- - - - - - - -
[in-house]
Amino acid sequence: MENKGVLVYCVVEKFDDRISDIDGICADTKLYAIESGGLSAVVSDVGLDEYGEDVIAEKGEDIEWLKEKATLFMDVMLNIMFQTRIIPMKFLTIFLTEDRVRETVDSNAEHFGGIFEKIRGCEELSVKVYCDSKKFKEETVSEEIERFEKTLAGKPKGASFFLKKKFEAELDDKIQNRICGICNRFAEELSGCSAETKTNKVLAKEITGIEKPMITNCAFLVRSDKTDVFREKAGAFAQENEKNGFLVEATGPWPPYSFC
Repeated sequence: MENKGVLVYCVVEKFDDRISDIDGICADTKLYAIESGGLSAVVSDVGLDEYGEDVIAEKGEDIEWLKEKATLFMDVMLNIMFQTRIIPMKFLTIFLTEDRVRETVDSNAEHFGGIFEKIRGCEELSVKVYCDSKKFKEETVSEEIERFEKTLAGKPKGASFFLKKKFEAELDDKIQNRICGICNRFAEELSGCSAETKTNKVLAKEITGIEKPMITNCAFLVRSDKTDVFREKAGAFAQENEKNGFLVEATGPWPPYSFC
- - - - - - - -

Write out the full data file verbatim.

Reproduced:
[in-house]
Amino acid sequence: MENKGVLVYCVVEKFDDRISDIDGICADTKLYAIESGGLSAVVSDVGLDEYGEDVIAEKGEDIEWLKEKATLFMDVMLNIMFQTRIIPMKFLTIFLTEDRVRETVDSNAEHFGGIFEKIRGCEELSVKVYCDSKKFKEETVSEEIERFEKTLAGKPKGASFFLKKKFEAELDDKIQNRICGICNRFAEELSGCSAETKTNKVLAKEITGIEKPMITNCAFLVRSDKTDVFREKAGAFAQENEKNGFLVEATGPWPPYSFC
Repeated sequence: MENKGVLVYCVVEKFDDRISDIDGICADTKLYAIESGGLSAVVSDVGLDEYGEDVIAEKGEDIEWLKEKATLFMDVMLNIMFQTRIIPMKFLTIFLTEDRVRETVDSNAEHFGGIFEKIRGCEELSVKVYCDSKKFKEETVSEEIERFEKTLAGKPKGASFFLKKKFEAELDDKIQNRICGICNRFAEELSGCSAETKTNKVLAKEITGIEKPMITNCAFLVRSDKTDVFREKAGAFAQENEKNGFLVEATGPWPPYSFC